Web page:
Mindful Minis: Brands Adapting Meditation for Kids
Can you convince kids to meditate? Seeing a gap in the market, savvy brands are introducing thoughtful playtime workshops, cartoon-led meditations and in-school mindfulness pods to help Gen Alpha relax.
As detailed in Nurturing Mental Health, anxiety is rife in children and teens, fuelling interest in strategies for mental wellbeing. The percentage of American kids aged four to 17 who meditate regularly jumped from 0.6% in 2012, to 5.4% in 2017 (CDC, 2018). Simultaneously, there’s been a rise in mindful, screen-free toys, as highlighted in The Gen Alpha Moment.
- Serene Studio: Brooklyn’s new meditation studio Happinest hosts meditation workshops that use toys, books and movement to introduce children to mindfulness. Each session caters to a specific age group, from newborns to tweens, ensuring the classes acknowledge the challenges kids face at different stages of development.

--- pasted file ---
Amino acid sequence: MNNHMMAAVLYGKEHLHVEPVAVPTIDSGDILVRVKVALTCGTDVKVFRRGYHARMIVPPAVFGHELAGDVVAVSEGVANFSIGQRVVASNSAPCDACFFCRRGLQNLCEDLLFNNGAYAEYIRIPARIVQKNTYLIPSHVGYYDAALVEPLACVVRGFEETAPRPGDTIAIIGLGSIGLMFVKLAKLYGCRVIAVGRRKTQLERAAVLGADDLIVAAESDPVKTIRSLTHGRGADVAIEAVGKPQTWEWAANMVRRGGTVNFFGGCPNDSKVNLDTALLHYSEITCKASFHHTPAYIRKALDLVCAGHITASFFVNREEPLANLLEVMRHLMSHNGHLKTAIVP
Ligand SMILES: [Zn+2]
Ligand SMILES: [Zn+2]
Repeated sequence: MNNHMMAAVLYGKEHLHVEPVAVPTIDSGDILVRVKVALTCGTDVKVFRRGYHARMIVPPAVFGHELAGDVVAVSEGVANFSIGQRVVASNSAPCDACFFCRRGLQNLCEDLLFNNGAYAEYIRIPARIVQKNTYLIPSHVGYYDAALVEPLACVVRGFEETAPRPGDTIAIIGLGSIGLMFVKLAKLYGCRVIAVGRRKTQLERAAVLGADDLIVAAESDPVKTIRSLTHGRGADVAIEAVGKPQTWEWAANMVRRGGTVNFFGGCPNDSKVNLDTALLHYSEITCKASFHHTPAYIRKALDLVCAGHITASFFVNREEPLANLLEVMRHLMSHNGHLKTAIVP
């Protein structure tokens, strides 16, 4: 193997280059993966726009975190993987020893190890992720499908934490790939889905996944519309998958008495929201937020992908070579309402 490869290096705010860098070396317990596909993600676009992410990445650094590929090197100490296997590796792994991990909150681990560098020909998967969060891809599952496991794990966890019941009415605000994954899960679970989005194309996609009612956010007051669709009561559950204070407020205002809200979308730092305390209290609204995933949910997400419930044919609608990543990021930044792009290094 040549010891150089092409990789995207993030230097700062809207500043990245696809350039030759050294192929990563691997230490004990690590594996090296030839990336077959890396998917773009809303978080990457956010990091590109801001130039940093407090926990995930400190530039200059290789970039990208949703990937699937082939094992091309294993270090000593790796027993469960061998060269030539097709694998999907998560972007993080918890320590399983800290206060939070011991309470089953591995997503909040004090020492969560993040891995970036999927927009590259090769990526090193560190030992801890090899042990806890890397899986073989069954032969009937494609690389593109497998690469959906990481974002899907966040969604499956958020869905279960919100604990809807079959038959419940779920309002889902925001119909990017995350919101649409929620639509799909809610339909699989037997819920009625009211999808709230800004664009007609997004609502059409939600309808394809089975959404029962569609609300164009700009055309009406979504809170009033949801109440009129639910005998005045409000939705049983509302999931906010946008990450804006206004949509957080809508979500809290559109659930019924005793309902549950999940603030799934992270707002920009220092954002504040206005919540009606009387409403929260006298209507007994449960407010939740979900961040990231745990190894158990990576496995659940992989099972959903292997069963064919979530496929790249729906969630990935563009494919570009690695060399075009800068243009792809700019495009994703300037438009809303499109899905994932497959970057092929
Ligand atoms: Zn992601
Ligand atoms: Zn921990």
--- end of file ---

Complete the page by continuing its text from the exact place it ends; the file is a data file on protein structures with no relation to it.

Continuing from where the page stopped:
- Airborne Anxiety Relief: In 2018, American airline JetBlue partnered with US/UK-based meditation app Headspace to add cartoon video meditations to its in-flight entertainment. Each one teaches a targeted skill, such as coping with fear of flying – potentially quelling in-flight tantrums.
- Teaching Tranquillity: Picture books are also introducing children to practical meditation techniques. American author Kira Willey’s 2017 book Breathe Like a Bear teaches meditations for managing difficult situations, like doing homework; and remembering positive moments, like drinking hot chocolate. Meanwhile, Irish teacher Louise Shanagher’s Mindfully Me books, published in March 2018, are supplemented with worksheets that teachers can use to introduce students to meditation.
- A Mindful Time-Out: Schools are teaching mindfulness with help from meditation apps like Calm, which offers a free educator edition used by 54,000 teachers worldwide (CNBC, 2018). Meanwhile, Longwood Primary Academy in Essex is one of the first UK schools to install meditation pods for student-led quiet time.